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Even when your software deals only with numbers, you must ensure all your employees and clients, both in your local market and abroad can understand the user interface. The process of adapting software for use in different languages is called software localization, and it comprises a number of linguistic and technical steps.
The first step in software localization is analyzing an application’s compliance with requirements of the target market. For example, accounting software must meet local legal requirements. This may require changes both in the code and documentation, so often it’s not possible to localize software without making changes to the product itself.
The next challenge is related to differences in formats in the source and target languages. Depending on the situation, numbers and dates must be converted and/or recalculated to make software usable in the target market.
Almost every piece of software is accompanied with learning materials, including examples of how to use the software. These examples should also be adapted for the local audience. This is part of creative translation — or transcreation, as it’s called within the localization industry.
Many software texts are tied to specific interface elements. This means linguists must obey strict length requirements while keeping texts understandable. At InText, we perform automated and manual checks before uploading translations into software and perform a visual check of the user interface after translations have been implemented.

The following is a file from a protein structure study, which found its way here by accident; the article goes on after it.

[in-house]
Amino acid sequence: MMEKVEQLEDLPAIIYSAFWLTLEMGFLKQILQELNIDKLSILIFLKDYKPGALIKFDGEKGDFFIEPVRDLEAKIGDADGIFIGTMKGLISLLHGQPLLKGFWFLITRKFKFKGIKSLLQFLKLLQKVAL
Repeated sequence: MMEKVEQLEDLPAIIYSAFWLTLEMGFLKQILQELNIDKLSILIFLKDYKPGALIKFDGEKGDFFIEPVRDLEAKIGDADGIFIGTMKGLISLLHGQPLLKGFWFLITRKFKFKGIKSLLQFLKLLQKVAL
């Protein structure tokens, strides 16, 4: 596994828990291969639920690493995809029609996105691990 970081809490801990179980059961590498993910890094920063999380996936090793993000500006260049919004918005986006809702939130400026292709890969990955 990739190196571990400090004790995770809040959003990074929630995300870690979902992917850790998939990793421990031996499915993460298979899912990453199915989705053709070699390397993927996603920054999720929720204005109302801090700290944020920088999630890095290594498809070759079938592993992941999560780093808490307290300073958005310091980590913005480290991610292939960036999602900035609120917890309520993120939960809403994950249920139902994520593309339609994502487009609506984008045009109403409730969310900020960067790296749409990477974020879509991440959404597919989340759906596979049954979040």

The complexity of a software localization project depends on the quantity of source materials, including user interface (UI) elements, online and offline help centers, manuals, and marketing materials. All of this content must be translated not only correctly but consistently so end users can easily find information.
Requirements change over time, making software localization a continual process. Moreover, as companies adopt an agile approach to software development, language service providers have to work at the same pace. In the industry, we call this process “continuous localization.”
InText has vast experience with software localization projects. In addition to having a large pool of qualified translators, we have a strong in-house team of technical specialists and designers who are ready to assist you in adapting your software to new markets.